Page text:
A DevOps culture needs failure. There, we said it! But know this: it should be countered by learning quickly, adapting, and implementing these learnings to future-proof your systems. The point here is for your teams to experiment in a structured environment, where speed of failure allows for speed of discovery – specifically, discovering ways to improve your systems and products.
Most managers won’t be completely open to welcoming a fail-fast culture, but if you’ve beaten around the Agile bush long enough, you’ll know it’s essential for fine-tuning processes and spotting security flaws before production. A lot of software engineers expect some legroom to experiment freely when building successful products – why shouldn’t the entire Engineering department be afforded the same safety barriers? Many teams will embrace a “DevOps culture” but not see any improvements to their deploy velocity, this is almost always due to avoiding failure.
Making small changes regularly, and using the right tools to facilitate these changes, will be crucial when introducing a healthy amount of fail-fast culture, especially when ensuring the interoperability of your developers and operations folk. You’ll also want to know when to back out of decisions and changes, rather than avoiding the call altogether – this habit will serve you well when things go sideways.
Failing safely will be a challenge, but something that can be coordinated, practiced, and prepared for. Let’s take a closer look at what this can mean for your team, and when your decision-making skills will be put to the test.
The Good, The Bad, and The Ugly of Failure
Think back to a time when there’s been an issue in production, or when a big stack of customer data suddenly became unavailable. Something’s gone wrong, and you need to fix it now. One barrier to reaching a solution could mean that someone needs to “own” the fault, to appease the manager overlords. I won’t be the first to tell you that this isn’t going to solve anything for anyone.
Fail-fast culture relies on learning and adapting… and you guessed it, fast. You want to make some mistakes in order to prevent them in the future, and this is especially true of your general architecture. Does that mean going ahead and burning down the whole building? Definitely not, but you’ll have to feel the heat now and then if you want your systems to withstand the fire.
No one wants to be blamed for failures or mistakes – especially if the cost is high. Blaming and shaming isn’t going to create a culture that fosters innovation and calculated risk. To accept a “fail fast, fail often” mindset, incremental change and rapid feedback loops are as essential as the terminal. A mantra that has always worked for me is “a failure is an indication of a system deficiency, use it as an opportunity to improve your overall system posture”
Incremental Change to Successfully Fail Fast
To get to this zen-like state, you’ll want to invest heavily in CI/CD, with a bunch of automation of code batch building, testing from the outset, and pushing to production with oversight. The rewards of this approach speak for themselves: fewer bugs, better cost-efficiency for your organization, and a healthier environment for experimentation, enabling you to fail fast.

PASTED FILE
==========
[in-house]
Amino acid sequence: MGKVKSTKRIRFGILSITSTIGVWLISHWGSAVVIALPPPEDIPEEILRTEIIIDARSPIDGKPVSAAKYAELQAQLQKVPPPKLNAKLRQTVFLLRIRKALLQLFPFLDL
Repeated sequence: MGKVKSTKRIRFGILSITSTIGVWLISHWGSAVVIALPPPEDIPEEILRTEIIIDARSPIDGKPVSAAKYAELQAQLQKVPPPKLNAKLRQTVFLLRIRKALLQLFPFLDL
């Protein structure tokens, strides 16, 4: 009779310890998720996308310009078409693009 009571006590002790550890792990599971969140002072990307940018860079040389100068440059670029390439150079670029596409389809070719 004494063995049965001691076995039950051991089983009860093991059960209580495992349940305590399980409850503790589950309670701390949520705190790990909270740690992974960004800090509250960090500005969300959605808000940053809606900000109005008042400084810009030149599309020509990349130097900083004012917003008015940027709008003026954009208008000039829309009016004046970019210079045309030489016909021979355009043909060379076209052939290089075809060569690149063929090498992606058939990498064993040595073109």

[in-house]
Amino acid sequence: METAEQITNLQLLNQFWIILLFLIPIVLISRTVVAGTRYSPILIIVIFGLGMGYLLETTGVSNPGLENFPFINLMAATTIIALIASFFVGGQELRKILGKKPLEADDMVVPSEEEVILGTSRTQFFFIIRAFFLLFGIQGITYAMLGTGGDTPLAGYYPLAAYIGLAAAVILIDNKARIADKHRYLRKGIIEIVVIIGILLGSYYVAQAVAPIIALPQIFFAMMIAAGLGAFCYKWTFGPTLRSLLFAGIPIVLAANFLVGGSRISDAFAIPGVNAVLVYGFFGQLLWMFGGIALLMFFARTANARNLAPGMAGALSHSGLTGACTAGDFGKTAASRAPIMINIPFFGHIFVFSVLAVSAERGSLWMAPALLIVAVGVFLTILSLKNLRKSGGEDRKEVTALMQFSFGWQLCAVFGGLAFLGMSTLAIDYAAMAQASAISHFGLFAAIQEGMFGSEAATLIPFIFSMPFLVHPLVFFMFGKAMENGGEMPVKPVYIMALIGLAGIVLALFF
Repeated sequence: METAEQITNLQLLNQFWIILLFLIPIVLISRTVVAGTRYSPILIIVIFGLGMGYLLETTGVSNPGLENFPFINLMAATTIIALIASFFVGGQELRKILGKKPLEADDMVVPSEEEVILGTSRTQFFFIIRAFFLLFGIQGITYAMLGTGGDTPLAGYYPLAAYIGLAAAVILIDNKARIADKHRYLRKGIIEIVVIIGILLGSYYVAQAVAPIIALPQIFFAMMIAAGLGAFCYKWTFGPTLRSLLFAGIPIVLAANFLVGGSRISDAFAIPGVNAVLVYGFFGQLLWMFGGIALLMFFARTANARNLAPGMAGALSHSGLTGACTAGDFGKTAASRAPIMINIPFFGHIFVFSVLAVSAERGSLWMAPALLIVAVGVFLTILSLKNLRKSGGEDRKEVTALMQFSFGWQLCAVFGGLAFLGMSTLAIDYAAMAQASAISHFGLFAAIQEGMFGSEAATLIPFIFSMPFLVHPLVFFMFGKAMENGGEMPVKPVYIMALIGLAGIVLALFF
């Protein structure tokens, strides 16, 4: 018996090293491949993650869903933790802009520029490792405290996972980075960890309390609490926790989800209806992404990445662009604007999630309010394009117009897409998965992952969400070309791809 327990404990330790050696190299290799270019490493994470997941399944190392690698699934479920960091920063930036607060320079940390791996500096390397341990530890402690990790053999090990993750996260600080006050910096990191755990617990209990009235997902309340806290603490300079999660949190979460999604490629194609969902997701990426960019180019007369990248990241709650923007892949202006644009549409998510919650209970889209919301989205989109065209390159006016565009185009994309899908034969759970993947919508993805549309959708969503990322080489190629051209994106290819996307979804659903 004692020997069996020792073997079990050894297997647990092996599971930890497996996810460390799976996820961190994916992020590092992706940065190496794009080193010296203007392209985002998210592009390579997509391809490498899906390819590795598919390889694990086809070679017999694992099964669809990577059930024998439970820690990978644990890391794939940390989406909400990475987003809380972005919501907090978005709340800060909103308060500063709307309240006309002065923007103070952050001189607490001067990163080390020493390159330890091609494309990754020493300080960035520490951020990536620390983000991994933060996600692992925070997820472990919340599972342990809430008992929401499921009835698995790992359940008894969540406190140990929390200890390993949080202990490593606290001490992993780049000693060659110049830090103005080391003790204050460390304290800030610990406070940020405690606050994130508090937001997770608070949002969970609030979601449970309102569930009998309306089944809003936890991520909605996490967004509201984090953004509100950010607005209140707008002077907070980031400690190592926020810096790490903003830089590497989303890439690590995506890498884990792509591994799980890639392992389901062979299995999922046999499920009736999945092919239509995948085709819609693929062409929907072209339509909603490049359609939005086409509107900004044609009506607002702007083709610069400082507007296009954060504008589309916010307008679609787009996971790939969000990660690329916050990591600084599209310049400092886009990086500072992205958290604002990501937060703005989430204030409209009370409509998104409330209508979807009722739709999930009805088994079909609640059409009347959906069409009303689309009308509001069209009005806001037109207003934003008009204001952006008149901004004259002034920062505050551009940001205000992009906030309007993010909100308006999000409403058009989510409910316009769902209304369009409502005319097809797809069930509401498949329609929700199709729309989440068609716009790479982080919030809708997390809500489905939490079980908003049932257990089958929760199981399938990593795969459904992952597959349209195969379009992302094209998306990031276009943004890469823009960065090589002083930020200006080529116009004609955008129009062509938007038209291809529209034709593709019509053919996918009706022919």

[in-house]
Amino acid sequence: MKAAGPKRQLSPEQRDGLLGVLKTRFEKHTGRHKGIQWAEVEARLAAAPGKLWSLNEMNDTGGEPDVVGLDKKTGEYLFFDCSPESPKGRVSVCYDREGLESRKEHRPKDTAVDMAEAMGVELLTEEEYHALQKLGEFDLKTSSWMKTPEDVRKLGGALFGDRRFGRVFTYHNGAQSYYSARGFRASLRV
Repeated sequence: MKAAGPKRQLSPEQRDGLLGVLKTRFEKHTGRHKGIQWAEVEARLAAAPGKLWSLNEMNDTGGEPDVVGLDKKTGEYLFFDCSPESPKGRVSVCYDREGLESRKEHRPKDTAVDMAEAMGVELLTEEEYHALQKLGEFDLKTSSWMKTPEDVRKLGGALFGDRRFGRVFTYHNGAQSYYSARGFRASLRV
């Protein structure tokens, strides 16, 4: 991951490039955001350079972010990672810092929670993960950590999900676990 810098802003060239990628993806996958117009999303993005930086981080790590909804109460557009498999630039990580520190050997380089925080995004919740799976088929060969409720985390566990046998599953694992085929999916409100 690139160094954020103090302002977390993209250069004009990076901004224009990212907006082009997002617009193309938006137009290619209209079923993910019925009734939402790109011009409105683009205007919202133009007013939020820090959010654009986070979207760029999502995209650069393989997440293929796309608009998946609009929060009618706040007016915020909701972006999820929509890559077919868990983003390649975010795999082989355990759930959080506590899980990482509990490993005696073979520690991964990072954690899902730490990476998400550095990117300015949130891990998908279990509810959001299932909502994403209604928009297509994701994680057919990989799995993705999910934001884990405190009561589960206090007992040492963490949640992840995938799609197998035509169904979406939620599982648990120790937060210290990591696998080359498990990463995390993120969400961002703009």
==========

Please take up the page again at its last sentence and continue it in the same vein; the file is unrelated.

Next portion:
I’ll let you in on another tactic that’ll galvanise your DevOps work. Get your team, and yourself, used to failing fast by bringing in planned, intentional failures that can be executed in a controlled environment. Planned failures?! Exactly this.
Call them what you will: dress rehearsals, dry runs, whatever works – a coordinated event where your team plans to deal with a specific technical mishap to be better prepared for when your stack is really at risk. Maybe it’s latency related? Or navigating a code change gone awry? You’ll want to narrow down the few blind spots you have and get working on practicing their resolution. This topic deserves a post entirely of its own, but trust me for now, it’ll do wonders for your team in terms of accepting and learning from failures quickly and blamelessly.
Making the Call and Making the Switch
Decision-making in challenging times will be another crucial asset in your overall mindset shift. Being the person who makes the call to cut off failing services or resuscitate others will free up the rest of your team to think of the solutions needed in a crisis. Being able to rely on back-up tech helps you tremendously in this regard. Think cloud for the failover of on-prem services, or the databases you’ve intentionally buffed up for heavy load – having a Plan B for your critical infrastructure is a must.
By failing frequently, it no longer becomes critical; it’s controllable, easy to overcome, and most importantly, easy to fix. Incorporating feedback is vital to identify what needs repair – that feedback will come from precisely how you and your team react to these challenges.
There will always be kinks to iron out when adopting a fail-fast culture, but as long as everyone is willing to go the distance, have shared goals, and feel psychologically safe to experiment in a blame-free environment, the transformation will be monumental for all involved. Agile meets DevOps, eat your heart out.
In future posts we’ll dive a little deeper into different tactical ways to fail fast, including deployment mechanisms, failover methods, etc
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